A FATHER accused of accidentally suffocating his baby daughter by rolling on to her as they slept on a sofa has been exonerated by a top judge.
The ‘intelligent’ middle class dad came under suspicion after the little girl’s death last year when she was 16 weeks old.
Lancashire County Council pointed the finger at the father and the little girl’s identical twin sister was removed from the family home.
Social workers highlighted the fact that the twins’ older sister – K – had been taken to hospital with a serious head injury in 2011. They argued that the father and the children’s mother ‘knew more than they were saying’ about how K suffered a fractured skull.
However, after an in-depth inquiry, Mr Justice Peter Jackson ruled that the parents were not responsible either for K’s injury or her sister’s death.
He ordered that both K, now aged three, and the surviving twin – L – be restored to their parents’ care.
Describing the couple as ‘very close, intelligent, hard-working and aspirational’, the judge said they were of good character and deserved to be believed.
Social workers claimed that L ‘probably died as a result of her father lying on her when he was sleeping on the same sofa’.
It was suggested that the dad had covered up the baby girl’s ‘accidental suffocation’ by placing her in her rocker after her death. The mother accepted that the ‘ sleeping arrangements on the night of L’s death were ‘not the greatest idea’. But the couple otherwise disputed every part of the council’s case during an eight-day High Court hearing.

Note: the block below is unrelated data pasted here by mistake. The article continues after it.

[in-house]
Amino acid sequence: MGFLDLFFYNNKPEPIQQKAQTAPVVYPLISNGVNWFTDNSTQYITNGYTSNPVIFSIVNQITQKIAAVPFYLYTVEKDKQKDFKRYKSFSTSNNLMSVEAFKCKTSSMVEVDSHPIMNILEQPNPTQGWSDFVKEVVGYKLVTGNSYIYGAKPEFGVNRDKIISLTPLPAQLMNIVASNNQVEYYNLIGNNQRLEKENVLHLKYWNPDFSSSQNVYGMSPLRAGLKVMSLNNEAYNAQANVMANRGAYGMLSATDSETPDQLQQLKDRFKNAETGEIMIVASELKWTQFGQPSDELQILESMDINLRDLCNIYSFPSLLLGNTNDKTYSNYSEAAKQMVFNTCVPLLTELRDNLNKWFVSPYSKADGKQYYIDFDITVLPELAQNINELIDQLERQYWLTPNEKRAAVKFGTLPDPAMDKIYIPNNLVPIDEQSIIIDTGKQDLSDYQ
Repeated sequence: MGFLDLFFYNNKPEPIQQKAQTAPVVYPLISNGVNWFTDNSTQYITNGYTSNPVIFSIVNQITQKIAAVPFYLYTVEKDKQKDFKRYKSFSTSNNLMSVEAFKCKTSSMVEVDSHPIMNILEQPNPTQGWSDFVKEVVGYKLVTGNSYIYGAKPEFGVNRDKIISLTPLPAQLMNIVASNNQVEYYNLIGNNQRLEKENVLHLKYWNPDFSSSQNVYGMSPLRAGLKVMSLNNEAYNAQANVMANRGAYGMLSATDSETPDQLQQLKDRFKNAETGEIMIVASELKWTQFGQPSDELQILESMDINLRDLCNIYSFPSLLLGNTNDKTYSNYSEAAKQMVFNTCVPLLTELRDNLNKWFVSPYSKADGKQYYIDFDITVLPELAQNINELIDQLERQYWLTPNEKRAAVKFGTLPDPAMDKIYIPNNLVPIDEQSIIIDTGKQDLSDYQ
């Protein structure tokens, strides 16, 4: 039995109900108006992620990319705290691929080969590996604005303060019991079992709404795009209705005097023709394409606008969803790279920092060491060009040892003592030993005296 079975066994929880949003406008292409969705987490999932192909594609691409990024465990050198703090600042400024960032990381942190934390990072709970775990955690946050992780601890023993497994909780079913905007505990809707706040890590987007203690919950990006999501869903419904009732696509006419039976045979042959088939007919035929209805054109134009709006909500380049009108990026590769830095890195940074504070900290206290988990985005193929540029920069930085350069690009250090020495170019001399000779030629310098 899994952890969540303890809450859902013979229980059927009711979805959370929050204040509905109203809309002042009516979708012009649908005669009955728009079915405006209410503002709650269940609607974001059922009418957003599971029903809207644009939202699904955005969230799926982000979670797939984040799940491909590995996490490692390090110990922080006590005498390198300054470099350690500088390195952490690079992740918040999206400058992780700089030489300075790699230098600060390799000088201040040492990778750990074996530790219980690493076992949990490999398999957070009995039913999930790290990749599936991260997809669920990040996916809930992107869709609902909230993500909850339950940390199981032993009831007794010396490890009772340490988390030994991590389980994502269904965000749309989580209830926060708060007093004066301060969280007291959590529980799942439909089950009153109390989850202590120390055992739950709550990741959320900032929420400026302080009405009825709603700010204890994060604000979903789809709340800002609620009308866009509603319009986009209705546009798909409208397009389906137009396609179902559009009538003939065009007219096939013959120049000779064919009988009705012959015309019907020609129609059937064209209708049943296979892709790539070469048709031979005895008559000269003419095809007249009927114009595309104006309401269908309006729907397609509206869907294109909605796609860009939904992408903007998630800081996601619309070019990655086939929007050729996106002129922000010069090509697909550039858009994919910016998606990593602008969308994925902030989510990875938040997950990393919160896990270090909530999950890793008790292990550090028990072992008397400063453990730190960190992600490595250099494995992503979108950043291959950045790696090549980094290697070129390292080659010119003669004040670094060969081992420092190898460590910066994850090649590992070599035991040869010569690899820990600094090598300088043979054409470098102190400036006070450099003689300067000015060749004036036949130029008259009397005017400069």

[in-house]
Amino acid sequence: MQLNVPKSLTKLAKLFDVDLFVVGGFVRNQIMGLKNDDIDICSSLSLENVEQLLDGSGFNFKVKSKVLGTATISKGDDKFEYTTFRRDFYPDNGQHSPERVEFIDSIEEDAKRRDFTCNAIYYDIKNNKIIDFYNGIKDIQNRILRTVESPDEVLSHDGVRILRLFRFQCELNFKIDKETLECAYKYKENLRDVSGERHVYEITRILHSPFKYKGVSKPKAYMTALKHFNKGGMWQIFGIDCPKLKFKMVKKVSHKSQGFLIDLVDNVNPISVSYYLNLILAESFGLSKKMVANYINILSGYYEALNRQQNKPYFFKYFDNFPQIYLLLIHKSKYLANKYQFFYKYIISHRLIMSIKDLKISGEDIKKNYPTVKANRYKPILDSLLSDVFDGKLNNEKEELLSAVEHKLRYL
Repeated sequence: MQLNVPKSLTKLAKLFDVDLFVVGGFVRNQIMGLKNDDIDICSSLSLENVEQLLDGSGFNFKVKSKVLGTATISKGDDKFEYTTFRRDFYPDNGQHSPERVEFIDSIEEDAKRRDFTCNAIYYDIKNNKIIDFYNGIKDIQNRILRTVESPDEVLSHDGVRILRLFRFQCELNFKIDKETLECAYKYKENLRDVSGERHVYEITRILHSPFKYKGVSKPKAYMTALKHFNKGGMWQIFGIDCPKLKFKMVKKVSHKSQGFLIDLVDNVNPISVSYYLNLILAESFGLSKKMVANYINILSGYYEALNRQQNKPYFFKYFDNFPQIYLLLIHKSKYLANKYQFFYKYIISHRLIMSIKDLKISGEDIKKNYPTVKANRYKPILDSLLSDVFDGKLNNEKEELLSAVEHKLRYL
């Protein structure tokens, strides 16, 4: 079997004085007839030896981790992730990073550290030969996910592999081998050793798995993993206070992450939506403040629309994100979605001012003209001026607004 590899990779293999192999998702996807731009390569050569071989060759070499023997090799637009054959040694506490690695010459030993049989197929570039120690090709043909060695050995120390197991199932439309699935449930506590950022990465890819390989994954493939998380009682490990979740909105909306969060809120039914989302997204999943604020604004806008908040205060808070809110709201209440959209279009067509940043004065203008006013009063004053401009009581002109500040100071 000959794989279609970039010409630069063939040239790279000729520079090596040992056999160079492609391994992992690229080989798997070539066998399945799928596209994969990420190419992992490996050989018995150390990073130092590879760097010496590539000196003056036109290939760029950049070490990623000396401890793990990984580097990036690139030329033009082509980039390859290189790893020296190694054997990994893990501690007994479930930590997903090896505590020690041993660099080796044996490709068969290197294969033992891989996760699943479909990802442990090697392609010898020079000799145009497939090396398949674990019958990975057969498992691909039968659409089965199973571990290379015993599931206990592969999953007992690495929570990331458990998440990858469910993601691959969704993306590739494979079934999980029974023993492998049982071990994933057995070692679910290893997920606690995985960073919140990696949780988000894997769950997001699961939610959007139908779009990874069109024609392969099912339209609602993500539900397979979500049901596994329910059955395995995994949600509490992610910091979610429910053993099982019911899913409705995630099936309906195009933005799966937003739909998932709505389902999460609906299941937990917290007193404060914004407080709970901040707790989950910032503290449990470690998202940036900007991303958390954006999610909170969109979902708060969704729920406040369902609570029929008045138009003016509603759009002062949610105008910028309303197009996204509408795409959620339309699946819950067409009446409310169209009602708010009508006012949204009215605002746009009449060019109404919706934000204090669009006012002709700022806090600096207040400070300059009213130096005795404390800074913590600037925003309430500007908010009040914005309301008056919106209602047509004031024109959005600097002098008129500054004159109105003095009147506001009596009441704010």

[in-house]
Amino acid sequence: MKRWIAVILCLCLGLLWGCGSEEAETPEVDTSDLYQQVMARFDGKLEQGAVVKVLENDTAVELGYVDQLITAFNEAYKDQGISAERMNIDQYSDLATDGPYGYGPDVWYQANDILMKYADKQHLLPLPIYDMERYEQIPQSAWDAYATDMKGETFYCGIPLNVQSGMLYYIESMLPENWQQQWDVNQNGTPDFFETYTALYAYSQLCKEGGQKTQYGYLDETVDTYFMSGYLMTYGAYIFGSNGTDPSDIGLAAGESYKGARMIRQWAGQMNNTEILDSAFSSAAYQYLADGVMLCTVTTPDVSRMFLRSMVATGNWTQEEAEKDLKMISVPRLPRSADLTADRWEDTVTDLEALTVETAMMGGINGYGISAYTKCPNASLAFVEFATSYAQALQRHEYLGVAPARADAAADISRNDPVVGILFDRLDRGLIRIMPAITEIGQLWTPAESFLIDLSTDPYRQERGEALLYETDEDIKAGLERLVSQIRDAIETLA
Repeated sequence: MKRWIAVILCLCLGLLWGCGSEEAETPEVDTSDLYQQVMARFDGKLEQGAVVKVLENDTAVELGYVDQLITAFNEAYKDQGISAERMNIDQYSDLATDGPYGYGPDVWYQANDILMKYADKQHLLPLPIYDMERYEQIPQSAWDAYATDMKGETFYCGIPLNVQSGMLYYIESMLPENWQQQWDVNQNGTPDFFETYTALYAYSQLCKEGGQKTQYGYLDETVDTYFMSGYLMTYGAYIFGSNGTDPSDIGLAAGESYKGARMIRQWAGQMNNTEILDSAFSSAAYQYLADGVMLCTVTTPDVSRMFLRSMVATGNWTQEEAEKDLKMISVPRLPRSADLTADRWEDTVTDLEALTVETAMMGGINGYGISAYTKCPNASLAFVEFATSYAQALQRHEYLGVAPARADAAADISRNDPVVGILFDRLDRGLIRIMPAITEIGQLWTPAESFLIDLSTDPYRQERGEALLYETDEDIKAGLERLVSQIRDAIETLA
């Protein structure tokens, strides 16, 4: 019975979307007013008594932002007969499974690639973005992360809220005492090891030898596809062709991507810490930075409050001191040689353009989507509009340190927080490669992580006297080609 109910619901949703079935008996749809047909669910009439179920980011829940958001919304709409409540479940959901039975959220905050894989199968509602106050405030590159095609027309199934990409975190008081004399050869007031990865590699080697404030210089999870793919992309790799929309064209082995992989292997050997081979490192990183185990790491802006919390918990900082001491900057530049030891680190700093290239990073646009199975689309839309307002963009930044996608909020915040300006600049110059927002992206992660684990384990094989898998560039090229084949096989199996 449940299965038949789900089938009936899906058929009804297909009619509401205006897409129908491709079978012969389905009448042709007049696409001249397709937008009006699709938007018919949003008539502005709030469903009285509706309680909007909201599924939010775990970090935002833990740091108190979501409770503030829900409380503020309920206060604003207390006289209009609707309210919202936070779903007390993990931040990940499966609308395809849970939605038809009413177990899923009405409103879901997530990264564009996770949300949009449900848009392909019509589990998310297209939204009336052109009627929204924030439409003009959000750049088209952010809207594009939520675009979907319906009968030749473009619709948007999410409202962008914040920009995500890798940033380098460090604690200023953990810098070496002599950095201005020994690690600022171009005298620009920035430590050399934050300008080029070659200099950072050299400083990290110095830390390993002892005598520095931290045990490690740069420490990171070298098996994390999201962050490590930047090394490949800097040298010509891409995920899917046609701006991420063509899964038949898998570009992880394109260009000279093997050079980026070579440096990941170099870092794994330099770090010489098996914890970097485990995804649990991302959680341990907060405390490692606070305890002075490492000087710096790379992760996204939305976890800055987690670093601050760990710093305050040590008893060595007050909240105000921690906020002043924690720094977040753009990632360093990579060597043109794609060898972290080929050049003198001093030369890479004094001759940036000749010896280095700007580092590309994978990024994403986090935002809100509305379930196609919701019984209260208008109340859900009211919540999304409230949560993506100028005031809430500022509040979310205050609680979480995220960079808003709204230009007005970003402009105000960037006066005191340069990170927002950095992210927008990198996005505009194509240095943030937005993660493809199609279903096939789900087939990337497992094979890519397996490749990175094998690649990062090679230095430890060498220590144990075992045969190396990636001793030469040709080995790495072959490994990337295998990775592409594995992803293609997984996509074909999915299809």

The judge said a post-mortem examination had recorded the cause of L’s death as ‘unascertained’.
He accepted that the parents’ account of what happened could not be ‘accepted without question’ and ‘acknowledged the possibility that they have put their heads together to cover up a case of overlaying’.
However, he ruled: “For the father to have placed L in her rocker, knowing that she was moribund, and then gone to bed would be extremely out of character. There is no reliable evidence that he did this.
“My conclusion is that we simply do not know when or why L died. Nor has it been proved that either of the parents knows.
“A finding against the parents would be based on speculation or suspicion, which would be impermissible and wrong.”
The council insisted one or both parents knew how K was injured but they were intent on ‘concealing’ the truth.
But the judge said: “With some hesitation I find that the parents’ account of events can be accepted.”